Wow.  It has been a week for summer.  This mama has been flexible with schedule and revamped things around a lot these last several days, so Kiran and I could have some really great experiences.  My latest mantra: “This is our life.”  Best I can explain – The motto helps me let go.  Kiran has to have solid structure in his days, especially around his feeding schedule, because he is tube fed.  But.  I can get creative, we can feed on the go (and we do this, lots)…and sometimes, as long as he does okay, I can go a little longer in between or push meals a little closer together, so we can live. our. life.

We have been doing a lot of breakfasts on the deck.  The mornings have been so nice and cool and lovely these past few days.  We tried out a splash park for the first time.  Kiran and I got in our friends’ pool for his first swimming experience of the summer last night.  It was five minutes (it was cold) but we swam!  We have had family dinners and the Help-A-Heart picnic.  He experienced Taste of Hope, his first time sitting in his wheelchair at church (and he paid more attention to what was happening in the service), and fireworks!  He really saw the fireworks this year, and the noise didn’t bother him.

Mostly, it has just been an exhausting, on-the-go, fun, exciting week.  We have done so much and really enjoyed summer.  I think I realized how quickly it was passing us by, and there are so many things I want to experience with him…so I just started making it happen, rather than waiting for the perfect time/day.  With him, it will always take a little more work, a little revamping, some creativity, a lot of energy.  But man, it’s so worth it.

I am dreading Wednesday.  Kiran’s big appointment day in Iowa City.  We will see endocrinology, have an echo, see cardiology, and see his orthopedic surgeon.  I don’t just dread the hospital day – they are always long and exhausting – but I am anxious for the cardiology appointment.  He is giving no indications that anything has changed, but when you go six months between appointments, it gets a little nerve-racking.

Look for an update Wednesday evening, where I will also outline his many upcoming appointments.  We will be Iowa City bound 8 times in the next 6 months.

So.  Today, we keep enjoying summer.  Two more July days!


Lessons from a Wheelchair

Everything will take just a little bit longer.

You have to watch for even the smallest bumps on the sidewalk.

The looks of curiosity you once got in public have quickly turned into looks of pity.

It brings out a new anxiety with every new location you visit … also, a new righteous frustration when places aren’t easily accessible.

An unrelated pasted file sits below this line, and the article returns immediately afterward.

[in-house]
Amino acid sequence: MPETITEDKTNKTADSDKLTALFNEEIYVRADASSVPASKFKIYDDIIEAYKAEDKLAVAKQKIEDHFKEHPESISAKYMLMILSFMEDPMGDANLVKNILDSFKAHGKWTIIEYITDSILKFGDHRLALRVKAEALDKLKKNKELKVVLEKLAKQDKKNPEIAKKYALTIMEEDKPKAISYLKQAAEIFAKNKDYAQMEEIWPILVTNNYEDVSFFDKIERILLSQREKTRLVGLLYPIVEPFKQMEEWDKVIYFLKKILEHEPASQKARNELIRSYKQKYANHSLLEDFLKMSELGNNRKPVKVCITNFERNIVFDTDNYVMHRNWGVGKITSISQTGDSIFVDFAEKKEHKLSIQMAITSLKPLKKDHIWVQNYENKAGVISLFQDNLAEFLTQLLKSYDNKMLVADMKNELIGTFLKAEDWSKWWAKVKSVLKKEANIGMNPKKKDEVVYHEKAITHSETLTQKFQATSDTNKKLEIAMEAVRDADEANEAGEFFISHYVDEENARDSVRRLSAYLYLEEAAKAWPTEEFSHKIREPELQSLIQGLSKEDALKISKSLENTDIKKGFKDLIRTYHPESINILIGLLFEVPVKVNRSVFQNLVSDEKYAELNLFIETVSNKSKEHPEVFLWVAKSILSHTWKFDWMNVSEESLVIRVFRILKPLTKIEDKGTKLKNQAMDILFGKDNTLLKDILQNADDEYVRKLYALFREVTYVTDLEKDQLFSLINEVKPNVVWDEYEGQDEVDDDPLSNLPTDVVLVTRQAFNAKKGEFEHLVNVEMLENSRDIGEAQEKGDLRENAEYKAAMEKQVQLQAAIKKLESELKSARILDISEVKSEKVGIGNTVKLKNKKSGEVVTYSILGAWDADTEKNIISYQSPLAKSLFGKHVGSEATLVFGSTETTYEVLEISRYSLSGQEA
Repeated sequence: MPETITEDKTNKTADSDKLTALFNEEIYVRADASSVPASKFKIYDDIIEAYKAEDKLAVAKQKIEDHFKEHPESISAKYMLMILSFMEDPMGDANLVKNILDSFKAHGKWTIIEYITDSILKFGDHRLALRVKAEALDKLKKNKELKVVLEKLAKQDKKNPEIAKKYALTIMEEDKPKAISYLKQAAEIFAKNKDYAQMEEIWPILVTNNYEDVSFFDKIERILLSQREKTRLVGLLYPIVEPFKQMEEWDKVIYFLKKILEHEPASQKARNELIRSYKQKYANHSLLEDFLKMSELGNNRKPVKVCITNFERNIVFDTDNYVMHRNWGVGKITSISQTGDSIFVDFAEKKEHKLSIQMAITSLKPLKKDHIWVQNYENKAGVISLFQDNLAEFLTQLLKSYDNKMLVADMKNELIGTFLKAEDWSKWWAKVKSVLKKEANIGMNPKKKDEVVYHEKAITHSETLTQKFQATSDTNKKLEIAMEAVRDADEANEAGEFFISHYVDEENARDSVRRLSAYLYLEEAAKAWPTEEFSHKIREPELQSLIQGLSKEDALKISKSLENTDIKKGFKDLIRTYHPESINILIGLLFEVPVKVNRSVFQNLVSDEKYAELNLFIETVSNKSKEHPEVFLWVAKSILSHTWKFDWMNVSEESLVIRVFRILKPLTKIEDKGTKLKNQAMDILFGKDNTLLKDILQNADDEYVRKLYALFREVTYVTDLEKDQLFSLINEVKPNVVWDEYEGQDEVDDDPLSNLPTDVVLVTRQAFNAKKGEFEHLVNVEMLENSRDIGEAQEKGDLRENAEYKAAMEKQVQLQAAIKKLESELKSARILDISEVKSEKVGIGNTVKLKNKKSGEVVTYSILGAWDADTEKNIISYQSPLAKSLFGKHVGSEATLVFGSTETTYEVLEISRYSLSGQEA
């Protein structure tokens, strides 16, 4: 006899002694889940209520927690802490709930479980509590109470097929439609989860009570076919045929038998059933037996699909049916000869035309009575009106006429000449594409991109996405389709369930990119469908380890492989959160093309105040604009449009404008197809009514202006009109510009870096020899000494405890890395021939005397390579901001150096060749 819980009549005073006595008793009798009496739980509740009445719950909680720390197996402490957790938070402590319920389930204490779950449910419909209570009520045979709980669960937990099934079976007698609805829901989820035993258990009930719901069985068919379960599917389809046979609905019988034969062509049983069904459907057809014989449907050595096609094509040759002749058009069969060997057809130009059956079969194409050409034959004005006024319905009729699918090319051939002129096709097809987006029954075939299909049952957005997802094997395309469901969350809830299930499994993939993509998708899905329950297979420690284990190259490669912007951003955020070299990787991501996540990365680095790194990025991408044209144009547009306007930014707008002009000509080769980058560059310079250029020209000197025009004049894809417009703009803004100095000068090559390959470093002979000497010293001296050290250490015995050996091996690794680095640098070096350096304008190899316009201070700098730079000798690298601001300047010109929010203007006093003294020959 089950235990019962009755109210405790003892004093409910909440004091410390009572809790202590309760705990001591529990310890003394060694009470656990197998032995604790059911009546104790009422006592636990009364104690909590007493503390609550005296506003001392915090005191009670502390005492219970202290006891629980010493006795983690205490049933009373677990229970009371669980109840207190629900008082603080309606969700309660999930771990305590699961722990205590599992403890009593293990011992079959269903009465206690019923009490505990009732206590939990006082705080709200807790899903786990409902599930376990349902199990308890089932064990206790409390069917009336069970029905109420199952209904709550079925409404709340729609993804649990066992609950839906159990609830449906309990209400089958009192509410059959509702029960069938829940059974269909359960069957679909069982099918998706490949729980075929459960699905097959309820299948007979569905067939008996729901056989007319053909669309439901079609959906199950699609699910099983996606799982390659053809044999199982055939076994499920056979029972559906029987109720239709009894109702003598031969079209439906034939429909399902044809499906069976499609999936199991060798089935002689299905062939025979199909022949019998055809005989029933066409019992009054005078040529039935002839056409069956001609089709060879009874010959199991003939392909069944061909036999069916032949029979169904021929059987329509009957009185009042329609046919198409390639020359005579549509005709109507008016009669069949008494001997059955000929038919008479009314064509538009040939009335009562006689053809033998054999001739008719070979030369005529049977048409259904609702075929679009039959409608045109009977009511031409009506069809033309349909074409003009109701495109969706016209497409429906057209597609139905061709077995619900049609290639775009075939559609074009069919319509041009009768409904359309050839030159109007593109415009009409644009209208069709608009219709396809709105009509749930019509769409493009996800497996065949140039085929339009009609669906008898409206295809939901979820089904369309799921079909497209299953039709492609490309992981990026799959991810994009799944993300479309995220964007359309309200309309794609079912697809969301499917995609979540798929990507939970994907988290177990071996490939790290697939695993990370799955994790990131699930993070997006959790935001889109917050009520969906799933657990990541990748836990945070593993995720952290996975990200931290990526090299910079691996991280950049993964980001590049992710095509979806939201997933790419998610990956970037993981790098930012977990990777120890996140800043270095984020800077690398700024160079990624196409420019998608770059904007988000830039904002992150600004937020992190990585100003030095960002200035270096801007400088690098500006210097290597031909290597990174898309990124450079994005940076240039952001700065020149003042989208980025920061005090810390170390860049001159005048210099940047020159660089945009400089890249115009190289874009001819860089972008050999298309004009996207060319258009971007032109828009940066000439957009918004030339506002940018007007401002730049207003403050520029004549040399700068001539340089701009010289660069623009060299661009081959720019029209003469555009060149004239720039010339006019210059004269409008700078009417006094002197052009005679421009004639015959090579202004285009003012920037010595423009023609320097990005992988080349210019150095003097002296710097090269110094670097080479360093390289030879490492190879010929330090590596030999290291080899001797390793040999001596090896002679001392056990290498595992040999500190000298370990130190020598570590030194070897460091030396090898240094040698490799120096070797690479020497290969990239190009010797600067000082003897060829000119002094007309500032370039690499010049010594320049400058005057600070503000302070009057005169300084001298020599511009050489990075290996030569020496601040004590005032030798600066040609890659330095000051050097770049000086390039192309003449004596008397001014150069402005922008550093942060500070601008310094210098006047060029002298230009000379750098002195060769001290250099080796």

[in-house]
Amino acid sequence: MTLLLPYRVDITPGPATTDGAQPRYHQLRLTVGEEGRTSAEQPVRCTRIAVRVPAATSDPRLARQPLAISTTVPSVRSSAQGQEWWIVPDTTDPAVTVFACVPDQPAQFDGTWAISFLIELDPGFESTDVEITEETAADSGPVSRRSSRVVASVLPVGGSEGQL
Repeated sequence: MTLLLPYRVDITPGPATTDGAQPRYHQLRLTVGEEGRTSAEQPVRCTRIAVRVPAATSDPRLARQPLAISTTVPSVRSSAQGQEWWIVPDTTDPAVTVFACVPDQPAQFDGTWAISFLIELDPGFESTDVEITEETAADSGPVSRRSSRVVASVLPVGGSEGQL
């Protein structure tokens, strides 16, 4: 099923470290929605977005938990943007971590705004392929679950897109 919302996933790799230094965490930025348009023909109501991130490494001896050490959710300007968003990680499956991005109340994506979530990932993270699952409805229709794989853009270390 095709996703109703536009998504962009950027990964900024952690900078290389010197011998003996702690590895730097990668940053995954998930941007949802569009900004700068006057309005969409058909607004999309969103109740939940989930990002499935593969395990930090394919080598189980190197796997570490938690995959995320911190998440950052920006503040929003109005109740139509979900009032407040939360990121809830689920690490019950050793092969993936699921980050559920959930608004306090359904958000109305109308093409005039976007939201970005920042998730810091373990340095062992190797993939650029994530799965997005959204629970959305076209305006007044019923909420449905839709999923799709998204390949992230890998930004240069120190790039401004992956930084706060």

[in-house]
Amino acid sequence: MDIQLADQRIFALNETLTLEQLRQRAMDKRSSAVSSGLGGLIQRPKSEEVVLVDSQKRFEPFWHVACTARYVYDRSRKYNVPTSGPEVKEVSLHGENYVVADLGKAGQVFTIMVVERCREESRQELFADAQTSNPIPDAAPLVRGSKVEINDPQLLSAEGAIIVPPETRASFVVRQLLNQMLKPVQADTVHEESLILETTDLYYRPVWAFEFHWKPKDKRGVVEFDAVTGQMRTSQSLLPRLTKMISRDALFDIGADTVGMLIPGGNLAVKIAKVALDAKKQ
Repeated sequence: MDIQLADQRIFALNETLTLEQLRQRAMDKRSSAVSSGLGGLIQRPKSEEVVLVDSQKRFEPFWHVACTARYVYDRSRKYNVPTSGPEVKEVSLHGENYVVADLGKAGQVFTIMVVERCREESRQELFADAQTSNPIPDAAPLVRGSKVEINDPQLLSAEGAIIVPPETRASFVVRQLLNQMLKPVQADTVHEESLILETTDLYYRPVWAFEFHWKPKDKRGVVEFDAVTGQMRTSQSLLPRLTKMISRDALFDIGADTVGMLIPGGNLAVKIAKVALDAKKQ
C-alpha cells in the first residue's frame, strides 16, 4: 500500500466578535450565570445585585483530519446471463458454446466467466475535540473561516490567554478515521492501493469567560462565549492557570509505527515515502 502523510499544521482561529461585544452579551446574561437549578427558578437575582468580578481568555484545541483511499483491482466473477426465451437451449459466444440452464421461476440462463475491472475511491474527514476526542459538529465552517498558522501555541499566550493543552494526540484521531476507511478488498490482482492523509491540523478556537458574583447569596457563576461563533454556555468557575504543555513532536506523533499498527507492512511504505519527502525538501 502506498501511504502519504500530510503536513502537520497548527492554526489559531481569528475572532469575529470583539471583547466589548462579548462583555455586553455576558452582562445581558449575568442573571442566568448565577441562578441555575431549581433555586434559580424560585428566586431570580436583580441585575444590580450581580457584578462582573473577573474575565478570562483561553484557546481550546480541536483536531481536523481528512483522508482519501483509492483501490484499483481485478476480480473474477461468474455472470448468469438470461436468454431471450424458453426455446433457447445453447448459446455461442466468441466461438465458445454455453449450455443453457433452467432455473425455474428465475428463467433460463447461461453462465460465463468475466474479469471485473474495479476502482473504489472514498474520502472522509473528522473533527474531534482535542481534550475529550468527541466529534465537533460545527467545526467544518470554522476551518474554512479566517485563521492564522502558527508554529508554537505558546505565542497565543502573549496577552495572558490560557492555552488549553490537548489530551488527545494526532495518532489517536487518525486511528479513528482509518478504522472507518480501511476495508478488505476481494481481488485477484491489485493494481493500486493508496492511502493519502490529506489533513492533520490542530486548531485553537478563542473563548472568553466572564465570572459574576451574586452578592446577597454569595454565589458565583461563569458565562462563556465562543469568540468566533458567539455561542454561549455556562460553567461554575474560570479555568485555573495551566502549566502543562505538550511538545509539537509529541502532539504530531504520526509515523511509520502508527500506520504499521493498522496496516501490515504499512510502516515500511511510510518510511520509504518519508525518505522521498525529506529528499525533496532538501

It is the blessing you were excited it would be.  Absolutely.  It is the most supportive seating Kiran has ever had, and it works very well for feeding and transporting.

But it’s also hard.

New Wheels

For those not on facebook (or not friends with me), I don’t think I can say anything better than I said on the posts yesterday and today:

Yesterday’s post: “I get a front row seat.  Your story is unfolding, and I am so lucky I get to tell it from a mother’s perspective.  You see, your story is my story too.  Our stories are interwoven and unable to be untangled from one another.  You are mine, my sweet darling boy, and I will always be yours.

You have taught me how love and fear and joy and mourning all coexist and cannot exist without the other.

Time marches on.  Transition is coming.  Tomorrow is an important day in our story.”

Today’s: “This is the first day of the rest of your life.

New wheels.  A new way of navigating our world.  We will figure it out, together.”

It’s here.  The wheelchair is here.  And today was a day of unexpected tears – tears of joy and tears of sorrow; tears of excitement and tears of fear.  It was emotional and important – a “big day in the life”.

The life I am so lucky to share with my precious boy.


Random Updates and Thoughts

Just when I feel like I am relaxing into a certain rhythm with Kiran, I feel like I get inundated with change.  With facilitating change, mostly.

You know what’s hard?  It’s hard when your trusted, beloved providers have the audacity to have a personal life.  Tongue-in-cheek, of course.  But – as I am navigating changes on the horizon – I want his team members back from maternity leave!!! (Currently two – his beloved pediatrician and his beloved physical therapist – are home with new babes)  It has been interesting how once clear-cut protocols become not so when the people I have grown to trust aren’t readily available to answer questions or fill out forms or just be the calming, reliable presence they have been his entire life.